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Dawn Calleja, editor of ROB magazine.Steph Martyniuk/The Globe and Mail

When theatregoers took their seats at Crow’s Theatre in September 2022, they were expecting to see a “radical retelling” of Shakespeare’s As You Like It. Playwright Cliff Cardinal took the stage, telling the audience that Crow’s had asked him to do the land acknowledgement. “I hate land acknowledgements—I find them so goddamn patronizing,” he said. “I’m afraid that people of money and privilege hear a land acknowledgement, nod solemnly in approval and then wait patiently for their show to begin.”

But the show never did start—at least, not As You Like It. Instead, Cardinal proceeded to excoriate, over 90 minutes, the sheer emptiness of land acknowledgements, which became pervasive as a means of educating settlers about the theft of Indigenous land. It’s a history most Canadians never learned about—a mass erasure of our uncomfortable and not-so-distant colonial past. The legacy lives on in so many ways: a $9,000 income gap between First Nations and Métis people compared to non-Indigenous people; 26 communities under long-term boil-water advisories; a critical lack of infrastructure on reserves that means 21% of First Nations people live in overcrowded homes; and, most horrifyingly, the children buried on the grounds of church-run residential schools.

We know all this; after all, the six-volume Truth and Reconciliation Commission report was released eight years ago. Now it’s time to move beyond land acknowledgements to enable Indigenous communities to control their own fates.

As Chief Sharleen Gale, chair of the First Nations Major Projects Coalition, put it at a recent Canadian Club event on economic reconciliation: “Any project that’s built is [built] on Indigenous land.” Yet, for a century and a half, “the Indian Act has prevented us from generating our own wealth and building our own economies.” Yes, obtaining “free, prior and informed consent” from Indigenous communities—as per the UN Declaration on the Rights of Indigenous Peoples—is crucial. But to benefit from these developments in a lasting way, they need the means to participate fully as co-investors. The single-largest barrier? Access to capital. As Gale and her fellow panelists stressed, we desperately need a national loan guarantee program that will allow Indigenous communities to take equity stakes in the hundreds of billions of dollars in infrastructure projects being planned over the next decade, many of them part of the crucial transition to renewable energy.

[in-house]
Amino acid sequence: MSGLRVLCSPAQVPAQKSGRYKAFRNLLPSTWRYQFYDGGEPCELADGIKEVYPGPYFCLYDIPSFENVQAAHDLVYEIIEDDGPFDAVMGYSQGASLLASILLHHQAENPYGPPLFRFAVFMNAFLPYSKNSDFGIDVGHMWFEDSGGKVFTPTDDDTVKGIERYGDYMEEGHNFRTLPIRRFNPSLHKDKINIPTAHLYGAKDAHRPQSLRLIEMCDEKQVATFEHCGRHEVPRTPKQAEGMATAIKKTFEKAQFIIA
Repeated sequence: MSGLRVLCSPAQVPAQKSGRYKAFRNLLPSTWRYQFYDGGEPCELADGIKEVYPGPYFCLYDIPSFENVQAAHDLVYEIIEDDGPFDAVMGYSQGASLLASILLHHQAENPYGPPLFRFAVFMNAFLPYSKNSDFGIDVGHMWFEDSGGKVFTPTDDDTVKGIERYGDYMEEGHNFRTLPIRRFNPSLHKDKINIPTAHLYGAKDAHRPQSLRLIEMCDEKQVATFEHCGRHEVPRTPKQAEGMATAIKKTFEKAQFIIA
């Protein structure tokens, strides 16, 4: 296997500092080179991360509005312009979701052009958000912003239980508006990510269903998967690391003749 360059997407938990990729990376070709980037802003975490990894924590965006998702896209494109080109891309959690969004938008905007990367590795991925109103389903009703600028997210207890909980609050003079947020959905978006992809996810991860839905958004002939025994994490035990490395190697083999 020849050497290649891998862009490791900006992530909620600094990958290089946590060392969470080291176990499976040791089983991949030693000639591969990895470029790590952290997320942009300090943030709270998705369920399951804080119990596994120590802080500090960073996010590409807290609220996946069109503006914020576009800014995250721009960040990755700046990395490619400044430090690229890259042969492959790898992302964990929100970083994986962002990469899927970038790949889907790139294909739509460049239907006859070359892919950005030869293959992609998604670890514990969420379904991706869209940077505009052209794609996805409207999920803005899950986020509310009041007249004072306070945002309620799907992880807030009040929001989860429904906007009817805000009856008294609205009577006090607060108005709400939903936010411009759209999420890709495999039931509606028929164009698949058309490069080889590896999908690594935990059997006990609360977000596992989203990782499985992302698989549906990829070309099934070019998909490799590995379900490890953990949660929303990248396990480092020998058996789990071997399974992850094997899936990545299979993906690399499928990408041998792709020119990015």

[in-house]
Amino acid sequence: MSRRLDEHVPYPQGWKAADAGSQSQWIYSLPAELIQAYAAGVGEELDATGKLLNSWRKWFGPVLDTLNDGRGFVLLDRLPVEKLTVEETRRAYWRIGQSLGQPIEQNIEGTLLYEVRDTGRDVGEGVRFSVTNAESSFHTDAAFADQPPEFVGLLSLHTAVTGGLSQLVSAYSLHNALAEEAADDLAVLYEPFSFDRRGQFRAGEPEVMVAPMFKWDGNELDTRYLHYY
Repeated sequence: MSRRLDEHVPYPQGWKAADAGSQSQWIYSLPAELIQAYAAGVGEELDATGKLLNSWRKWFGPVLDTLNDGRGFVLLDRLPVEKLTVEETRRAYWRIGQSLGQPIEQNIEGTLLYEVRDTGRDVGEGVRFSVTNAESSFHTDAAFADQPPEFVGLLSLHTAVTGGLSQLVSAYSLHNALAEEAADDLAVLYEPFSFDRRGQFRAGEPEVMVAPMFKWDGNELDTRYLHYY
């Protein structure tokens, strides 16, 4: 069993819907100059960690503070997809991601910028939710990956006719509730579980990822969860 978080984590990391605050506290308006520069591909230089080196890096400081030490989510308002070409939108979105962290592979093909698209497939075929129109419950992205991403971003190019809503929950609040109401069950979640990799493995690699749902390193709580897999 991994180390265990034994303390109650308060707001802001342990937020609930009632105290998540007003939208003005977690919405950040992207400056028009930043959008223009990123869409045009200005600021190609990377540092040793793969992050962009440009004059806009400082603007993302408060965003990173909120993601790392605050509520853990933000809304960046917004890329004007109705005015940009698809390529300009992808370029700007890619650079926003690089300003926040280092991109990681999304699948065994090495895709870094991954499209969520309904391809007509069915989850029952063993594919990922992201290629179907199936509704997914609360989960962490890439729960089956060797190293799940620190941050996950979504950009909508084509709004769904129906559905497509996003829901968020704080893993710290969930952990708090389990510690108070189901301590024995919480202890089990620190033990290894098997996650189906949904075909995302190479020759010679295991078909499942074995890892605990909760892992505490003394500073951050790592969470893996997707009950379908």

You can read more about the case for economic reconciliation—and why our future growth depends on it—in “This is what economic reconciliation looks like,” on page 24. The essay and profiles of Indigenous-led projects were written by Susan Nerberg, who grew up in Sweden divorced from her own Sámi heritage in Norway, where an Indigenous-assimilation program saw her father’s mother sent to a state-run residential school eerily similar to the ones here in Canada.

You might ask why we didn’t run this package in our October issue, which landed on the third National Day for Truth and Reconciliation, honouring the children who died in those schools and the ones who survived. To which I say, this is an ongoing history we need to confront every day, not just once a year. And as painful as this conversation might be, it’s one we plan to keep on having.

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